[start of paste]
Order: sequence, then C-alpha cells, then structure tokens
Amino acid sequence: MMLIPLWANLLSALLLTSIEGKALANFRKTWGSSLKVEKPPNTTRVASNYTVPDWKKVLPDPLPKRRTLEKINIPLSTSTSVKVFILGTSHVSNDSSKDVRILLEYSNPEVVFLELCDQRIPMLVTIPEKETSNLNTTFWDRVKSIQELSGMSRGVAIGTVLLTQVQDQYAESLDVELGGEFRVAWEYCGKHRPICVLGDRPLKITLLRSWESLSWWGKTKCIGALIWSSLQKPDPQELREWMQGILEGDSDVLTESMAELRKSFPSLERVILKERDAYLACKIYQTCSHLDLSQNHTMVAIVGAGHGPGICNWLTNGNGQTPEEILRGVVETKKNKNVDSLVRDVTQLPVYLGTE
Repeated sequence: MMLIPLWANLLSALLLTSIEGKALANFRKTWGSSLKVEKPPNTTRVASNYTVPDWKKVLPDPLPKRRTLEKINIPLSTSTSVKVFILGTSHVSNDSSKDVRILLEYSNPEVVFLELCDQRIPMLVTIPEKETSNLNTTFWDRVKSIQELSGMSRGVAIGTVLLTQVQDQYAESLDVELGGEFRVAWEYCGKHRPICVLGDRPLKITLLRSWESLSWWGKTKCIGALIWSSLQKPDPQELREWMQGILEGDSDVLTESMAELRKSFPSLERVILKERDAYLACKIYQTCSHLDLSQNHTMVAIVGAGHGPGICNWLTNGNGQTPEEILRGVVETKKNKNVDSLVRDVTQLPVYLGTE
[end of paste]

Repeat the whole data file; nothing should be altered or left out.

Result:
Order: sequence, then C-alpha cells, then structure tokens
Amino acid sequence: MMLIPLWANLLSALLLTSIEGKALANFRKTWGSSLKVEKPPNTTRVASNYTVPDWKKVLPDPLPKRRTLEKINIPLSTSTSVKVFILGTSHVSNDSSKDVRILLEYSNPEVVFLELCDQRIPMLVTIPEKETSNLNTTFWDRVKSIQELSGMSRGVAIGTVLLTQVQDQYAESLDVELGGEFRVAWEYCGKHRPICVLGDRPLKITLLRSWESLSWWGKTKCIGALIWSSLQKPDPQELREWMQGILEGDSDVLTESMAELRKSFPSLERVILKERDAYLACKIYQTCSHLDLSQNHTMVAIVGAGHGPGICNWLTNGNGQTPEEILRGVVETKKNKNVDSLVRDVTQLPVYLGTE
Repeated sequence: MMLIPLWANLLSALLLTSIEGKALANFRKTWGSSLKVEKPPNTTRVASNYTVPDWKKVLPDPLPKRRTLEKINIPLSTSTSVKVFILGTSHVSNDSSKDVRILLEYSNPEVVFLELCDQRIPMLVTIPEKETSNLNTTFWDRVKSIQELSGMSRGVAIGTVLLTQVQDQYAESLDVELGGEFRVAWEYCGKHRPICVLGDRPLKITLLRSWESLSWWGKTKCIGALIWSSLQKPDPQELREWMQGILEGDSDVLTESMAELRKSFPSLERVILKERDAYLACKIYQTCSHLDLSQNHTMVAIVGAGHGPGICNWLTNGNGQTPEEILRGVVETKKNKNVDSLVRDVTQLPVYLGTE